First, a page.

The Physico-Chemical Properties of a Subducted Slab from Garnet Zonation Patterns (Sesia Zone, Western Alps)


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Abstract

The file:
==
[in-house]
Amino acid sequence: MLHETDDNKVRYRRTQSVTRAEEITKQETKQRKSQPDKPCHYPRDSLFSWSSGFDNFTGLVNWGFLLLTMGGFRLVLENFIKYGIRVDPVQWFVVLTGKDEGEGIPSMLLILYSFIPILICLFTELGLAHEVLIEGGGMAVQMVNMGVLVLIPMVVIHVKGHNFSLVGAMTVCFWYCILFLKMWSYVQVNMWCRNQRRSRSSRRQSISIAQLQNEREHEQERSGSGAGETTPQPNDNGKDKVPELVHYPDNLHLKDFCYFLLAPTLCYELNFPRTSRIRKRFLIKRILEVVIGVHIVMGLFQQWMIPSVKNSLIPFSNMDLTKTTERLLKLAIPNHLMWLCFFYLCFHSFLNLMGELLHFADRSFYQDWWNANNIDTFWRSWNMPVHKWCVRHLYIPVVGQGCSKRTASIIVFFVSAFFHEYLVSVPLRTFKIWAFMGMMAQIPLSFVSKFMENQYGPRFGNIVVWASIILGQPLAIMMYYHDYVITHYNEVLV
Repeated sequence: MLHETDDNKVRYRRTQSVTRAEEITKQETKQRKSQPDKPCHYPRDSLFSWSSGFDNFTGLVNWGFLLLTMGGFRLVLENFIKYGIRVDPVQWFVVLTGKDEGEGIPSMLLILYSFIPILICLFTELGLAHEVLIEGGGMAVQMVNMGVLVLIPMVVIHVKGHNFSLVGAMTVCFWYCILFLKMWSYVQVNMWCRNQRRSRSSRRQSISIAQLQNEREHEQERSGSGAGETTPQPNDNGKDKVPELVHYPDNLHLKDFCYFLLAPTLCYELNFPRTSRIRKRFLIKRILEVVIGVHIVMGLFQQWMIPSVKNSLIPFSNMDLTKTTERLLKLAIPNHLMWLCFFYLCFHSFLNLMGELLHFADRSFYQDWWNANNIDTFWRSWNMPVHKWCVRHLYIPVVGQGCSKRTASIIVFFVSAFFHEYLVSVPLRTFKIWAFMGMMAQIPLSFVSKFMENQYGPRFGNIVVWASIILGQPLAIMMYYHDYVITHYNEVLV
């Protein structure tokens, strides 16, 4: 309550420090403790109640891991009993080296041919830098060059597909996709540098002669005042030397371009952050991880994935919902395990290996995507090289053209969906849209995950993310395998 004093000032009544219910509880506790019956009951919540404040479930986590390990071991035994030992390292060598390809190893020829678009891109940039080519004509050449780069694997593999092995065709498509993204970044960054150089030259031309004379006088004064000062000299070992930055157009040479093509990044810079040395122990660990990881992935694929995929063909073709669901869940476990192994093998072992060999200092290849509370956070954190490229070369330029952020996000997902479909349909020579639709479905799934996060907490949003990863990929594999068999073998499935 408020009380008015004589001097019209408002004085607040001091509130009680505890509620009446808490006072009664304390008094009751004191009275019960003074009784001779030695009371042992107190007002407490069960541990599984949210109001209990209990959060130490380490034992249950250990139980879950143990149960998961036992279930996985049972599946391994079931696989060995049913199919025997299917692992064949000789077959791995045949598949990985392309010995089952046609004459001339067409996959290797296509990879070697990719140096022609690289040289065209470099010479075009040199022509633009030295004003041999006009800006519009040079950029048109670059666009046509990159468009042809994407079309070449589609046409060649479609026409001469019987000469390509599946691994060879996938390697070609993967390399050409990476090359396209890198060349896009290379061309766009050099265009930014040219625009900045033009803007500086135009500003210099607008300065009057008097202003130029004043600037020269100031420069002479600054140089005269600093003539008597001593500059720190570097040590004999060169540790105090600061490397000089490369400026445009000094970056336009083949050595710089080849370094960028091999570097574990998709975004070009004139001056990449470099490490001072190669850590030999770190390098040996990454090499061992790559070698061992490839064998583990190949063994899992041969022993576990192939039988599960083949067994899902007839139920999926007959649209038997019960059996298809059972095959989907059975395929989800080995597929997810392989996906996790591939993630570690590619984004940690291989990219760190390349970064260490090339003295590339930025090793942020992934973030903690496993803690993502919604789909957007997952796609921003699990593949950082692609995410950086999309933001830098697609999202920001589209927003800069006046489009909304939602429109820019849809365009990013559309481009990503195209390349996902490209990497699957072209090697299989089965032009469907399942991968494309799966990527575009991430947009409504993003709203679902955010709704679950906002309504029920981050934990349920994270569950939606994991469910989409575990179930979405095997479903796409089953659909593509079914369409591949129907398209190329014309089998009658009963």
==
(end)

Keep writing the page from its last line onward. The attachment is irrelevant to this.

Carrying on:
Garnets in continentally derived high-pressure (HP) rocks of the Sesia Zone (Western Alps) exhibit three different chemical zonation patterns, depending on sample locality. Comparison of observed garnet zonation patterns with thermodynamically modelled patterns shows that the different patterns are caused by differences in the water content of the subducted protoliths during prograde metamorphism. Zonation patterns of garnets in water-saturated host rocks show typical prograde chemical zonations with steadily increasing pyrope content and increasing XMg, together with bell-shaped spessartine patterns. In contrast, garnets in water-undersaturated rocks have more complex zonation patterns with a characteristic decrease in pyrope and XMg between core and inner rim. In some cases, garnets show an abrupt compositional change in core-to-rim profiles, possibly due to water-undersaturation prior to HP metamorphism. Garnets from both water-saturated and water-undersaturated rocks show signs of intervening growth interruptions and core resorption. This growth interruption results from bulk-rock depletion caused by fractional garnet crystallization.The water content during burial influences significantly the physical properties of the subducted rocks. Due to enhanced garnet crystallization, water-undersaturated rocks, i.e. those lacking a free fluid phase, become denser than their water-saturated equivalents, facilitating the subduction of continental material. Although water-bearing phases such as phengite and epidote are stable up to eclogite-facies conditions in these rocks, dehydration reactions during subduction are lacking in water-undersaturated rocks up to the transition to the eclogite facies, due to the thermodynamic stability of such hydrous phases at high P–T conditions. Our calculations show that garnet zonation patterns strongly depend on the mineral parageneses stable during garnet growth and that certain co-genetic mineral assemblages cause distinct garnet zonation patterns. This observation enables interpretation of complex garnet growth zonation patterns in terms of garnet-forming reactions and water content during HP metamorphism, as well determination of detailed P–T paths.

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